Consumers bought more fresh, frozen and shelf-stable seafood in 2020 as opportunities to enjoy their favorite fish and shellfish dishes at restaurants dwindled during the COVID-19 pandemic.
Volume and sales grew for all three seafood categories in 2020, according to data from IRI and 210 Analytics. Frozen seafood, which has seen its dollar-sales trajectory accelerate since 2017, recorded the strongest gains in both dollars and volume last year, with dollar growth climbing 35.3% over 2019 and volume increasing 30.4%.
That solid growth tracks with the performance of frozen foods across the board in 2020, as consumers sought the flexibility of frozen meal and snack options—especially in familiar flavors or from trusted brands—that they could prepare on an as-needed basis. Still, among all items in the freezer case, seafood was a standout: Frozen seafood's share of total store sales grew more than any other frozen item's, ahead of frozen novelties, pizza, breakfast foods, processed poultry and appetizers.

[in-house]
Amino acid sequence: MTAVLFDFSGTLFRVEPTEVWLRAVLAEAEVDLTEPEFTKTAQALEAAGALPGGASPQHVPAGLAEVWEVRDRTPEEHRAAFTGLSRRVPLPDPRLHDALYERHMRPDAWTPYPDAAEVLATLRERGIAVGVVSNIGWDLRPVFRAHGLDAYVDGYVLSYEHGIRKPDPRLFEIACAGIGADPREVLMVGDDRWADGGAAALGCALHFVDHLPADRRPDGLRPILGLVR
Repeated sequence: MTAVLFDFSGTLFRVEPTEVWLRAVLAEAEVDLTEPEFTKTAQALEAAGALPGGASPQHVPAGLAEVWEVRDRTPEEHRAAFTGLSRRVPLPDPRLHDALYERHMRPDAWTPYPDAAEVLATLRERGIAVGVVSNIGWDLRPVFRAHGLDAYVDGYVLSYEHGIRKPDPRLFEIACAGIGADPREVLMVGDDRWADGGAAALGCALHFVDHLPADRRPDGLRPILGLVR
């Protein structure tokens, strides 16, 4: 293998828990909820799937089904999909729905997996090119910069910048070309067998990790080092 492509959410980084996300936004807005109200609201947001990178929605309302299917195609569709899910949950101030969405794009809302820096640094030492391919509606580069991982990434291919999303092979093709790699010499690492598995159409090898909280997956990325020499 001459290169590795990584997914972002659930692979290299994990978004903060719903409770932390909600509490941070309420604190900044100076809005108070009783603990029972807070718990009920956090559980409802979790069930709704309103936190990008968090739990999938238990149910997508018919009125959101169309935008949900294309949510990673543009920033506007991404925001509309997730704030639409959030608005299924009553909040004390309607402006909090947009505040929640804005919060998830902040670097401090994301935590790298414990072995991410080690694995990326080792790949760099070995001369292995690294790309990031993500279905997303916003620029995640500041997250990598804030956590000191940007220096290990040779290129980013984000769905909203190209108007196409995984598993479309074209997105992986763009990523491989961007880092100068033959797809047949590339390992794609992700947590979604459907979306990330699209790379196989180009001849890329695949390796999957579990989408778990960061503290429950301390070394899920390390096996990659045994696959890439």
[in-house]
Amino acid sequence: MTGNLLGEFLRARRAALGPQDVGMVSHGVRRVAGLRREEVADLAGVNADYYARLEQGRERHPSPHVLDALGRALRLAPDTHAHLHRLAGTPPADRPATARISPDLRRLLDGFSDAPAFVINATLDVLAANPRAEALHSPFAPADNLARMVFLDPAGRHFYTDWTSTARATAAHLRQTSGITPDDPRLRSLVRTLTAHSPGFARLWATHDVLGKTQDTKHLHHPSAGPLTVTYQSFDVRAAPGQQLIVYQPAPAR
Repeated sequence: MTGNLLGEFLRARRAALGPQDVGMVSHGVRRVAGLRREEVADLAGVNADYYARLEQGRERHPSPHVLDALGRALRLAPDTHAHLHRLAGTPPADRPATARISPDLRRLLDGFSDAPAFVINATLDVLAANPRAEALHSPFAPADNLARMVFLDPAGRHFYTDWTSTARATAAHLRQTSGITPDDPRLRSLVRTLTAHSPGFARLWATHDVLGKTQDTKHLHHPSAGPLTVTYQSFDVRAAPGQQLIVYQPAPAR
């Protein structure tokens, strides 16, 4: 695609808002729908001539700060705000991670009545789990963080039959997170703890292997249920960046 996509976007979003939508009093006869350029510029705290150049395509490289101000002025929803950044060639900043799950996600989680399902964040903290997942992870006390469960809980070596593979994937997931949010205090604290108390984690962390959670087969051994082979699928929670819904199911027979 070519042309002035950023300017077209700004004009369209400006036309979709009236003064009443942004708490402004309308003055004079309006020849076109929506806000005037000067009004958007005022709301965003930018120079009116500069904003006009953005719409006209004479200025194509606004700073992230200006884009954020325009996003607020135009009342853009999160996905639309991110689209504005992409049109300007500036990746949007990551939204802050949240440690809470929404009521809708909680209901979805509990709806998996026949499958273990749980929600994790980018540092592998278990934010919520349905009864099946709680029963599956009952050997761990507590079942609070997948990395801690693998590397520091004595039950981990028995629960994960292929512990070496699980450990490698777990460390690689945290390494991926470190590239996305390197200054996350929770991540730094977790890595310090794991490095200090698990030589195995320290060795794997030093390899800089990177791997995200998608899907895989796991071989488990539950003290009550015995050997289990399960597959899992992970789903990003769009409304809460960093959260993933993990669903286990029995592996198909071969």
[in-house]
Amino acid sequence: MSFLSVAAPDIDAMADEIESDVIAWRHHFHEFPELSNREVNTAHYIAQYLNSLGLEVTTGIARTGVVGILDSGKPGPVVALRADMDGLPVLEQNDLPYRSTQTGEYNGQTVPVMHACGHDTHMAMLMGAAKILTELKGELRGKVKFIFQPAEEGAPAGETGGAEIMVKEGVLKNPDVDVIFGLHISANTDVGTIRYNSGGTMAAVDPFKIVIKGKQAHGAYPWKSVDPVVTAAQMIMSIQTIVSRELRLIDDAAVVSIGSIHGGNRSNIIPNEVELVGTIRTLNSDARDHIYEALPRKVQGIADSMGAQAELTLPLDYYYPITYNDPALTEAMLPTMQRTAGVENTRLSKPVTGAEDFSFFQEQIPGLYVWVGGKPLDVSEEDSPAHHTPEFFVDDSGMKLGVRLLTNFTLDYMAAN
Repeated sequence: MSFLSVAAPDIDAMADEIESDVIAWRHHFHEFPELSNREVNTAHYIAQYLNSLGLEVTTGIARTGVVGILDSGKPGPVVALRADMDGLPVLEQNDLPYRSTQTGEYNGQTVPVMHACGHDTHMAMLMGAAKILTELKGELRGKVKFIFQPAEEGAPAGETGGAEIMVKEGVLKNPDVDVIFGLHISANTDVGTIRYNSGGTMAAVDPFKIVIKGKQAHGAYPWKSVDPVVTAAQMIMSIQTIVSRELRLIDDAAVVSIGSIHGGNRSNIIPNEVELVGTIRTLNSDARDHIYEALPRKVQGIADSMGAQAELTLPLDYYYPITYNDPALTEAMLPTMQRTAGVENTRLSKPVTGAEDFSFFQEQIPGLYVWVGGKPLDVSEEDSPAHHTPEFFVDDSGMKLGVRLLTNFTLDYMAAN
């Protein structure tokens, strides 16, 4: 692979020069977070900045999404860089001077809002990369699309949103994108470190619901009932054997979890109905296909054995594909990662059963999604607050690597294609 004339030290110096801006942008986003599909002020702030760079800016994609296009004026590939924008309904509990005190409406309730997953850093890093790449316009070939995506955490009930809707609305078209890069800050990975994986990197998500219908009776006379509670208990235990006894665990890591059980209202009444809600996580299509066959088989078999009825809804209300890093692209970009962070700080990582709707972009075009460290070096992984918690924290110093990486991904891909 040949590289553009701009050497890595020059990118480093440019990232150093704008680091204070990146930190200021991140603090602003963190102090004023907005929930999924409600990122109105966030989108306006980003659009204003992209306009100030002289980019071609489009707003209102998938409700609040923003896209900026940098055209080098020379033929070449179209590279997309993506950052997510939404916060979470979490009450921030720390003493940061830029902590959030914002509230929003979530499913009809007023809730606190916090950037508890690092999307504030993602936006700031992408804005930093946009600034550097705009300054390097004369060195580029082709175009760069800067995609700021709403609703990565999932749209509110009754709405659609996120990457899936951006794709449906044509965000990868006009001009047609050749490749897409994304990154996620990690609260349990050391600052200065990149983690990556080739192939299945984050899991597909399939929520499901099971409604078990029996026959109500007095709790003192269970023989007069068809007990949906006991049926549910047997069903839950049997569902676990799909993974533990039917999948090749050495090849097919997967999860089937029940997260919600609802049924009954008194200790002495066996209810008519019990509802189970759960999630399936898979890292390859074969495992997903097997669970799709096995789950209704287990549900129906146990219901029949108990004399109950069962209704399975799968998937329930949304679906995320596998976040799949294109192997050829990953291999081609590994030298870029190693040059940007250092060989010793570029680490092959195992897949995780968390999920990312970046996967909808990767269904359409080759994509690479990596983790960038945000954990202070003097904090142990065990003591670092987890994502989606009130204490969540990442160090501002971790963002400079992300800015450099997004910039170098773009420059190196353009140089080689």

Seafood's Strong 2020
- Fresh seafood: Dollar sales up 24.5% to $6.7 billion.
- Frozen seafood: Dollar sales up 35.3% to $7 billion.
- Shelf-stable seafood: Dollar sales up 20.3% to $2.8 billion.
Fresh seafood dollar sales and volume climbed 24.5% and 22.5%, respectively, over 2019. Shelf-stable seafood, from a significantly lower base, saw dollar sales rise 20.3% and volumes reverse a five-year decline to climb 17.3%.
What specifically were consumers fishing for in 2020? Salmon reigned supreme, with sales of $2.2 billion (up 19.2%). Crab clawed its way past shrimp in sales, with sales up almost 63% to $1.3 billion. Rounding out the top 10 were shrimp (up 10.8% to $898 million), lobster (up 56.1% to $447 million), catfish, tilapia, cod, scallops, tuna and trout.
Nearly 73% of U.S. consumers were frozen seafood buyers at the end of 2020, up 5.6% from the year before, according to IRI and 210 Analytics. About half, 50.7%, were buyers of fresh seafood, up 3.8% from the year before. Boomers, African Americans and Asian Americans all overindexed on seafood purchases.